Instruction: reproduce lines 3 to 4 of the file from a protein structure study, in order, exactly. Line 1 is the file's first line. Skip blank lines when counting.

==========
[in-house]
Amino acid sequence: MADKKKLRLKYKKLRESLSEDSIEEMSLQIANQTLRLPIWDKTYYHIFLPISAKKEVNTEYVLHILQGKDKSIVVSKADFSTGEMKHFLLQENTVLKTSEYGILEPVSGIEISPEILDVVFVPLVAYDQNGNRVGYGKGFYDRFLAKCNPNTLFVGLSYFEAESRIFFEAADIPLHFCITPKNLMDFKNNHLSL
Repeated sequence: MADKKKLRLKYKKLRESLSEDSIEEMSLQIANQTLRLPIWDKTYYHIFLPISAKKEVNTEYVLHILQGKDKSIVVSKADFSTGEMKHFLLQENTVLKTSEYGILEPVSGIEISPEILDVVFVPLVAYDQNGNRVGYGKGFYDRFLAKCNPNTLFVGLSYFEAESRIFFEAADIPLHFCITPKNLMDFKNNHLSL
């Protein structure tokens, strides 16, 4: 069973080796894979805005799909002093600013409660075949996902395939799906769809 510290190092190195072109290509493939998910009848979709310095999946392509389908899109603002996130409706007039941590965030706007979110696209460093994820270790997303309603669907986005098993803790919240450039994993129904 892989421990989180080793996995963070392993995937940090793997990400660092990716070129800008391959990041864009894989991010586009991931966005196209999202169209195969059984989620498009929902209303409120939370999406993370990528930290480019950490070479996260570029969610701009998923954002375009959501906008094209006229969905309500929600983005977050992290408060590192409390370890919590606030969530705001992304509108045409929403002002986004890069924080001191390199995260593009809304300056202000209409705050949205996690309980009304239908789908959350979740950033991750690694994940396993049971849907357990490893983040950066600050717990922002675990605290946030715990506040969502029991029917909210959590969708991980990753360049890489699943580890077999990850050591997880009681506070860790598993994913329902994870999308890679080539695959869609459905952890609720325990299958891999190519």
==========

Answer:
Repeated sequence: MADKKKLRLKYKKLRESLSEDSIEEMSLQIANQTLRLPIWDKTYYHIFLPISAKKEVNTEYVLHILQGKDKSIVVSKADFSTGEMKHFLLQENTVLKTSEYGILEPVSGIEISPEILDVVFVPLVAYDQNGNRVGYGKGFYDRFLAKCNPNTLFVGLSYFEAESRIFFEAADIPLHFCITPKNLMDFKNNHLSL
């Protein structure tokens, strides 16, 4: 069973080796894979805005799909002093600013409660075949996902395939799906769809 510290190092190195072109290509493939998910009848979709310095999946392509389908899109603002996130409706007039941590965030706007979110696209460093994820270790997303309603669907986005098993803790919240450039994993129904 892989421990989180080793996995963070392993995937940090793997990400660092990716070129800008391959990041864009894989991010586009991931966005196209999202169209195969059984989620498009929902209303409120939370999406993370990528930290480019950490070479996260570029969610701009998923954002375009959501906008094209006229969905309500929600983005977050992290408060590192409390370890919590606030969530705001992304509108045409929403002002986004890069924080001191390199995260593009809304300056202000209409705050949205996690309980009304239908789908959350979740950033991750690694994940396993049971849907357990490893983040950066600050717990922002675990605290946030715990506040969502029991029917909210959590969708991980990753360049890489699943580890077999990850050591997880009681506070860790598993994913329902994870999308890679080539695959869609459905952890609720325990299958891999190519």